Over the last month I’ve split my £100 between 8 companies and funds, with a little focus on quite high risk and low-cost shares which proven to be very volatile.
Thus far, we are down on the majority of shares. AFC Energy from last month is down around 10%, iShares Global Clean Energy is up about 7%, while Mitchells & Butlers (my smallest investment) is up a whopping 40%, likely being driven by hype around the return to normality after the lockdown. This month’s investments are also a little all over the place, with Pineapple Power currently being down by 19.75% and various other ones fluctuating by a few percent.
Obviously, the idea is to look at these over a number of years, not simply after one month.
Overall, my portfolio has grown by 0.25%, verses FTSE100 which has grown 3.79% in that time. Evidently at the moment I would have gained more by investing directly in the FTSE100, or the S&P500, but then this blog would be just a little more boring, right?
These charts update (almost) daily and show my current portfolio in real time, so may not reflect what is mentioned in the post in several days/weeks/months/years. I may look for another solution for this.
Shares bought in the last month;
I deposited another £100 into my Freetrade account (you can get a free share worth up to £200 if you join here), however the below shares cost a total of £100.96, because I spent a little less than the target last month.
At the time of writing, this month’s £100.96 of shares is worth £104.09, which is a profit of about £3.13. Overall I have invested £199.59 and have a portfolio balance of £200.08.
Here’s this month’s investments:
Pineapple Power (PNLP)
A US-style SPAC (special purpose acquisition company) which raised funds in order to invest in a Vanadium mine. Thus-far having not acquired any other companies, the share is quite high risk as there is little information around what they will actually do. However, I am young(ish) and can afford some risk, so the potential upside of a small £25 investment could be worth a “punt”.
Out of pure luck, I bought a handful of shares right before the price jumped and within a day had made 30%+ profit. I took the profit out, leaving me with the number of shares below and lowering my average buy-in price, to put that profit into another company.
184 shares at £0.0917
Total cost: £16.87
Foresight Solar (bought with PNLP profits)
An investment trust which buys out ground-based solar farms, paying a 6.77% dividend at the time of purchasing. This was effectively free considering I sold the profits generated from PNLP above to buy these. They are on a downward trajectory since the pandemic, so I am hopeful that this is a nice discounted price which will turn around after some good news is released.
8 shares at £1.0275
Total cost: £8.22
Renewables Infrastructure Group (TRIG)
A trust which invests in infrastructure for renewable energy and pays a dividend of 5.36% at the time of purchasing. This has seen decent growth in the two years prior to the pandemic but has stalled since then. You will see that I do have some focus on green energy in some of my picks each month, because I expect this to become exponentially bigger in the future. Regardless of price movement the dividend will provide a nice annual return (percentage-wise at least).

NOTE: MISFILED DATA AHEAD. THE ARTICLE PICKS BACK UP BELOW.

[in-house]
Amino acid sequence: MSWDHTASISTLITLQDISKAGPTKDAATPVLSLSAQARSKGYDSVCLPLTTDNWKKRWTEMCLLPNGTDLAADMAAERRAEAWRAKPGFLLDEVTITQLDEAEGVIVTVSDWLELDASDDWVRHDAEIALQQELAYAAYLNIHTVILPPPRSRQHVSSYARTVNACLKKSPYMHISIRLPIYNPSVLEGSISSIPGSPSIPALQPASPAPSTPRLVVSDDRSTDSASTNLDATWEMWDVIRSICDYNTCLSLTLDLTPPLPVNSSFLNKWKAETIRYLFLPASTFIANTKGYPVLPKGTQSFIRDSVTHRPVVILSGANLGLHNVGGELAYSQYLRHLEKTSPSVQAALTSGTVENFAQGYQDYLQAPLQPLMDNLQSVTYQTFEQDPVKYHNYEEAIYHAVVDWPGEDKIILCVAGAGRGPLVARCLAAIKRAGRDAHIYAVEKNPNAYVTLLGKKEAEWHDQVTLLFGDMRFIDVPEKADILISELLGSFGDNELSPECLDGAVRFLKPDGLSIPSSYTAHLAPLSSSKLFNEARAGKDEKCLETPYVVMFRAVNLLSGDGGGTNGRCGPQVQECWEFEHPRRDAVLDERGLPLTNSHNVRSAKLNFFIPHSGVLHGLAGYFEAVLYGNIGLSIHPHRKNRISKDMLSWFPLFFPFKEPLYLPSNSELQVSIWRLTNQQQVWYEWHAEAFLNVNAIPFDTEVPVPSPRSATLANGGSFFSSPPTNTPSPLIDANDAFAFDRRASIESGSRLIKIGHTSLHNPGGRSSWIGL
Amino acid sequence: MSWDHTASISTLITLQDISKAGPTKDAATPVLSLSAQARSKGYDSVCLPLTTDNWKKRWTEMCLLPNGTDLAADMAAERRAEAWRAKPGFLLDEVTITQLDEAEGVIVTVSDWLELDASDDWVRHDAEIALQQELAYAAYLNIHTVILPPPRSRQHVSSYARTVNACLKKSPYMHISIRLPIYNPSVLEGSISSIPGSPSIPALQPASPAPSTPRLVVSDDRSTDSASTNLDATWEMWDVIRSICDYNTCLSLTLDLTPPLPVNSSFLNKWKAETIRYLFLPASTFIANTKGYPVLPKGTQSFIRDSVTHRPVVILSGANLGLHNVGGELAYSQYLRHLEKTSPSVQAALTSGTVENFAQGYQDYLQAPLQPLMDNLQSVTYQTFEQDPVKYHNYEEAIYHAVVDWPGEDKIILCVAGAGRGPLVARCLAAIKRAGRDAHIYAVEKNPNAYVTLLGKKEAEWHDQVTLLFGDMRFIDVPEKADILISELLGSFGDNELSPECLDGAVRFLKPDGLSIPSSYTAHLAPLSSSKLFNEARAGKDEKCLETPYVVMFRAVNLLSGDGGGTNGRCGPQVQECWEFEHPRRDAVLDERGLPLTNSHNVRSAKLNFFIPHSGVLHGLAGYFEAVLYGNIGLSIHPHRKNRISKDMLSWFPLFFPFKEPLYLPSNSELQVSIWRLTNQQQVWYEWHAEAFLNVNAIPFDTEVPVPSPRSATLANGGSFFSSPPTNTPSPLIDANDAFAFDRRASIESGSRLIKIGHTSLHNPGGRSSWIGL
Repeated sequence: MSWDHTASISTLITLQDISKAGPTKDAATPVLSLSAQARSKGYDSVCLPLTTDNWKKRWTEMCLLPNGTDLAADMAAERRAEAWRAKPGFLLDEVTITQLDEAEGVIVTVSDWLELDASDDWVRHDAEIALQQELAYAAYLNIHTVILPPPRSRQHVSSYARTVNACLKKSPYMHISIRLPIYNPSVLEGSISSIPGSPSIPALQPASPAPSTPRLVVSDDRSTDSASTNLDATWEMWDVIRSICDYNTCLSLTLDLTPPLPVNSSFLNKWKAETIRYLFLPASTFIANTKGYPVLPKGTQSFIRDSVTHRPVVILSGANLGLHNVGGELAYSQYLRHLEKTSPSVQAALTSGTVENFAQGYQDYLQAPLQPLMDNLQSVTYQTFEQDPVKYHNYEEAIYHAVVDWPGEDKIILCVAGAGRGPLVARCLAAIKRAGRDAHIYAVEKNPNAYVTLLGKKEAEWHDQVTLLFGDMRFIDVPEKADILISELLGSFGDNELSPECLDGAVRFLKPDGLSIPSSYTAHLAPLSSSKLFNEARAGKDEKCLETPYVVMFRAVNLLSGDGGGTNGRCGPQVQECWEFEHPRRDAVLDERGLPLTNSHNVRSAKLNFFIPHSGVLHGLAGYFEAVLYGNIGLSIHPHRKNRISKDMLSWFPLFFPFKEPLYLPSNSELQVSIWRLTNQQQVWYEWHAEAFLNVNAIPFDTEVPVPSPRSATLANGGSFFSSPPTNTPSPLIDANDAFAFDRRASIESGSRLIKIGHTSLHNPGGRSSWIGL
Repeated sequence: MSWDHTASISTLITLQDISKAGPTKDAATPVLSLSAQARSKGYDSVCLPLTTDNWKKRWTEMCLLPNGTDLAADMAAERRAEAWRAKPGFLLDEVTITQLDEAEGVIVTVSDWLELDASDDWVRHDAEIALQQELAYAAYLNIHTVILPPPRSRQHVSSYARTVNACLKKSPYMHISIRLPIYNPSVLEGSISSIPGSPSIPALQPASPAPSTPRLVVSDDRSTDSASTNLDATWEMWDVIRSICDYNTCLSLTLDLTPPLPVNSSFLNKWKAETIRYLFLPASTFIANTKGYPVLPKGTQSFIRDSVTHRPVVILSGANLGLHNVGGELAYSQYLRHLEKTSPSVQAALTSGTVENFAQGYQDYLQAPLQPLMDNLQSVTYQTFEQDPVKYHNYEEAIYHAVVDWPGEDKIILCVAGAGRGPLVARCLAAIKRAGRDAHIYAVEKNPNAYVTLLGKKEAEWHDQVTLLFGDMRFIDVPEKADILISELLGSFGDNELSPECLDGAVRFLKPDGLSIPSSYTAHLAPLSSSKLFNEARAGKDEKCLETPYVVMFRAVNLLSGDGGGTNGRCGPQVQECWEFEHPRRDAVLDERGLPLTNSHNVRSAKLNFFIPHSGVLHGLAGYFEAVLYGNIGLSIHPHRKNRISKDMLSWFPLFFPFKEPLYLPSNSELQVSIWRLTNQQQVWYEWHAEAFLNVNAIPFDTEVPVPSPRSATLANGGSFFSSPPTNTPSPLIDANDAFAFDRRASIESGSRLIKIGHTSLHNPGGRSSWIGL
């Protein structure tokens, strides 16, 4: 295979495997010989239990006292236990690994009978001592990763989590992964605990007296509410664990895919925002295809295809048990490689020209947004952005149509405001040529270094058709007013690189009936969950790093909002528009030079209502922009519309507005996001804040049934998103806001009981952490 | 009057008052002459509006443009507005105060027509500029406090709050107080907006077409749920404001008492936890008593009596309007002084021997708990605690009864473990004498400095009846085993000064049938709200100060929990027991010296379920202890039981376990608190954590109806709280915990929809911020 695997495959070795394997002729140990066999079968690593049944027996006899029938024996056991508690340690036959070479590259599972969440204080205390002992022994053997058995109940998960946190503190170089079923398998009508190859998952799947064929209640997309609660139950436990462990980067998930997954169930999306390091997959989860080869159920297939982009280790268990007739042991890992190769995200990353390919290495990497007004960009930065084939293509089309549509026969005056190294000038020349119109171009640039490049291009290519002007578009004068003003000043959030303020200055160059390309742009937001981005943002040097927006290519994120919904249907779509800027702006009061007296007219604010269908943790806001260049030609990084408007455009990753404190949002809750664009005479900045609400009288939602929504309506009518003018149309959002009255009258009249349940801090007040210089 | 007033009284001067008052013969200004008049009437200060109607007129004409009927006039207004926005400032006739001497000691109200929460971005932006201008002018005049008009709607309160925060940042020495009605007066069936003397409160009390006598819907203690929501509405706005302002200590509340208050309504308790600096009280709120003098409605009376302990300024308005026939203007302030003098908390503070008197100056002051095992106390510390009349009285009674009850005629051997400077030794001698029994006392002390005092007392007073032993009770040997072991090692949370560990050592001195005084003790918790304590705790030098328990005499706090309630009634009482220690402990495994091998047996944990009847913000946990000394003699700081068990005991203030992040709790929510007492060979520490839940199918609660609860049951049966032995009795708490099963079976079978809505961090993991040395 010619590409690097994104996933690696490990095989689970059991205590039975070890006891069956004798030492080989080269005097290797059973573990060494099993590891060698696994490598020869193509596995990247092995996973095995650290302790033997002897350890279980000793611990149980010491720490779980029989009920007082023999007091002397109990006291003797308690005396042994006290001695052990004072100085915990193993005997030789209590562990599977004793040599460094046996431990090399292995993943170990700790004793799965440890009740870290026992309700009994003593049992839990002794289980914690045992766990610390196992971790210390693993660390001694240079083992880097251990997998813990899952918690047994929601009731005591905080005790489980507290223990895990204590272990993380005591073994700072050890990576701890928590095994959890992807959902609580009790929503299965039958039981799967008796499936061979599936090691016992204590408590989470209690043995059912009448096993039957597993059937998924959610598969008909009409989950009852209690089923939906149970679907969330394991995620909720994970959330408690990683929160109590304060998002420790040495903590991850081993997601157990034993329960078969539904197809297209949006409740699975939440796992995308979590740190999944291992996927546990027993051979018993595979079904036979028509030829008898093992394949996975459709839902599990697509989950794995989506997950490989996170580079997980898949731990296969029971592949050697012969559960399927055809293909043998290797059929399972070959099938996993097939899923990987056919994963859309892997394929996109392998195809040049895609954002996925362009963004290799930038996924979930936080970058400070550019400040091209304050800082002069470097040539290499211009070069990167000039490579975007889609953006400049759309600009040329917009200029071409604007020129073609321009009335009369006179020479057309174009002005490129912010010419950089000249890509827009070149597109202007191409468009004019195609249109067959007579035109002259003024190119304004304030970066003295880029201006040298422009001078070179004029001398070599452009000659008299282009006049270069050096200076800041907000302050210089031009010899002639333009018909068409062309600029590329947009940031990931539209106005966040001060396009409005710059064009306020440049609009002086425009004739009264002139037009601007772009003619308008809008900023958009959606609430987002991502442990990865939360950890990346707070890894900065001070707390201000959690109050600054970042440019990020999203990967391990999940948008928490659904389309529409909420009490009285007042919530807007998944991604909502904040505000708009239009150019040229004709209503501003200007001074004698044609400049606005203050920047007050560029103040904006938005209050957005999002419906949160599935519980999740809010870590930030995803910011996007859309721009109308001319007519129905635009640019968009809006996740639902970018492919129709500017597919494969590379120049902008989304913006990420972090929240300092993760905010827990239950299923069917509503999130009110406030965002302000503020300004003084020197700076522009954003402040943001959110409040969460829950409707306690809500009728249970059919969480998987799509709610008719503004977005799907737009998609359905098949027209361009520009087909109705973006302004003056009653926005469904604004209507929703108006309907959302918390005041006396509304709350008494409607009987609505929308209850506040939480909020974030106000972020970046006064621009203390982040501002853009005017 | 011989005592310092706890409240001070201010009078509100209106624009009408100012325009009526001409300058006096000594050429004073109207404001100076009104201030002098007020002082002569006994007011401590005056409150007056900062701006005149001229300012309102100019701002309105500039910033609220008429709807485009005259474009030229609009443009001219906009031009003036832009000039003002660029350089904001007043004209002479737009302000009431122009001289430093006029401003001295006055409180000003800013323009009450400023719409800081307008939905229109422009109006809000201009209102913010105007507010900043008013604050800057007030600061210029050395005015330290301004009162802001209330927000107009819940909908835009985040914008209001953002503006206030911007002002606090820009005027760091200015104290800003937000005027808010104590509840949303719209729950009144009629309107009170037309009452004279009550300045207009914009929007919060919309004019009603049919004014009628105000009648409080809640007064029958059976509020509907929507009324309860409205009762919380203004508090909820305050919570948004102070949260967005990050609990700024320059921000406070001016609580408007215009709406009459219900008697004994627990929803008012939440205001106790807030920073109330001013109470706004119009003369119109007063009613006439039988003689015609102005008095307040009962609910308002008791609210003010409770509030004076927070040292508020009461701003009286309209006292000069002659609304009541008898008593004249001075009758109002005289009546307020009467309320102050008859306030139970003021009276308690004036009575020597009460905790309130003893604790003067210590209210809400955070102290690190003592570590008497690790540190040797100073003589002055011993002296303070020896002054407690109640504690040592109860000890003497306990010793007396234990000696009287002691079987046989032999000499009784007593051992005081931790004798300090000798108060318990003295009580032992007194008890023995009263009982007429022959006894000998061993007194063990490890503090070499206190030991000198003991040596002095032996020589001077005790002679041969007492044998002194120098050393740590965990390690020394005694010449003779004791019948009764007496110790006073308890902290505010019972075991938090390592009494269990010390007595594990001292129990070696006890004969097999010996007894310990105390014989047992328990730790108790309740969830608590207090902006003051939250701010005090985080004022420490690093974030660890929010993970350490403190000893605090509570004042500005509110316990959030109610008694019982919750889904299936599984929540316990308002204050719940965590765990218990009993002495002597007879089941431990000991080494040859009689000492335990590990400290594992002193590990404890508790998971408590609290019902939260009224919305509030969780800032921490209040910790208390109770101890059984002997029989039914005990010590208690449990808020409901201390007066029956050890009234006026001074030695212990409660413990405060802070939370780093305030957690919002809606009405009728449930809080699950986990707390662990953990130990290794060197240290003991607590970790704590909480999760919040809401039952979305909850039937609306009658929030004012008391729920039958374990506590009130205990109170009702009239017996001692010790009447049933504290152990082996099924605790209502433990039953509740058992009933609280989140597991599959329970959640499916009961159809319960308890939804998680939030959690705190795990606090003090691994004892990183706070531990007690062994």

20 shares at £2.53
Total cost: £25.27
Templeton Emerging Markets (TEM)
A trust with holdings in emerging markets mostly in China, Taiwan and Korea. Some of their largest holdings are Taiwan Semiconductor, Tencent, Samsung and Alibaba – all appear to have good growth opportunities and should be solid purchases.
1 share at £10.10
Stamp duty: £0.05
Total cost: £10.15
Greencoat UK Wind plc (UKW)
These operate wind farms through the UK and offer a 5.03% dividend at the time of writing. They are expanding nicely and have just in the last couple of weeks acquired a 24% stake in their first wind farm in the US.
10 shares at £1.3610
Stamp duty: £0.07
Total cost: £13.68
Evraz Steel plc (EVR)
An iron ore mining and steel manufacturing firm, currently offering an 8.88% dividend (wowsers!). Their production has been almost unaffected by the pandemic while demand for steel appears to be increasing. JP Morgan and other firms are raising their price targets for this stock which is promising. I’ll be keeping an eye on this a little more as the market looks like it’s set for growth, and that dividend is very attractive.
2 shares at £5.075
Stamp duty: £0.05
Total cost: £10.20
Pan African Resources plc (PAF)
A very low market cap gold producer. Their gold production in H2 2020 increased almost 6% and their net debt was reduced by almost 50%. They’re set to build solar plants at one of their mines and may roll this out to others if successful, to provide 30% of their power through the day. I’m quite impressed by their strive to ‘go green’ as their industry is typically dirty. With their debt coming down so quickly, this looks like one that could very quickly turn out a nice profit.
40 shares at £0.2428
Stamp duty: £0.05
Total cost: £9.76
iShares MSCI World ETF (IWDG)
A nice, simple ETF which tracks the performance of large and mid-cap companies in developed markets, holding Apple, Microsoft, Amazon, Facebook, Tesla, Alphabet (Google) and similar companies. This looks like the safest option in this month’s list.
1 share at £6.81
Total cost: £6.81